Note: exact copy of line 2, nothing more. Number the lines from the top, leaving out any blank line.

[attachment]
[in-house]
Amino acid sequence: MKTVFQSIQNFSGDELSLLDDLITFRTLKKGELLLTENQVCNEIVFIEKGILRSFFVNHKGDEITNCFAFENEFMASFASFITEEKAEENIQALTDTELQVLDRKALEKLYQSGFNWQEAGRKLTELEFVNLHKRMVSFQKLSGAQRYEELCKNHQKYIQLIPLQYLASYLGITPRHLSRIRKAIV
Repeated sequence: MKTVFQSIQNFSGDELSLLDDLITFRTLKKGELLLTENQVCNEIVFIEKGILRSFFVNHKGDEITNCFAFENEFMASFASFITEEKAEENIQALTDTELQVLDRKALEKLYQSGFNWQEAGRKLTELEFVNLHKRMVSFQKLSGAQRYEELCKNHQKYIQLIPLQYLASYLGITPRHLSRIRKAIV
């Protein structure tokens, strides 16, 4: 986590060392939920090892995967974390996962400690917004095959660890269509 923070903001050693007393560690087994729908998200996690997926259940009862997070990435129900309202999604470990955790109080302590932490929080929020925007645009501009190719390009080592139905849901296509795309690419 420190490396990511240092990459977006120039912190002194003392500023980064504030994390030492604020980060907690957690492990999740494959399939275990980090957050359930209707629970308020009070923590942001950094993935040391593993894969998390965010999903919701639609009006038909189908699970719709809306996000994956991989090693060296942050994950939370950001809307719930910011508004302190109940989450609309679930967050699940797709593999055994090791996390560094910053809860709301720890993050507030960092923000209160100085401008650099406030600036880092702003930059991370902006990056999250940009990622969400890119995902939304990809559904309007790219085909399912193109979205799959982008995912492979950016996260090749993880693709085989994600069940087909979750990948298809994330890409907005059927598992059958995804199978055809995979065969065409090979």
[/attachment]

Amino acid sequence: MKTVFQSIQNFSGDELSLLDDLITFRTLKKGELLLTENQVCNEIVFIEKGILRSFFVNHKGDEITNCFAFENEFMASFASFITEEKAEENIQALTDTELQVLDRKALEKLYQSGFNWQEAGRKLTELEFVNLHKRMVSFQKLSGAQRYEELCKNHQKYIQLIPLQYLASYLGITPRHLSRIRKAIV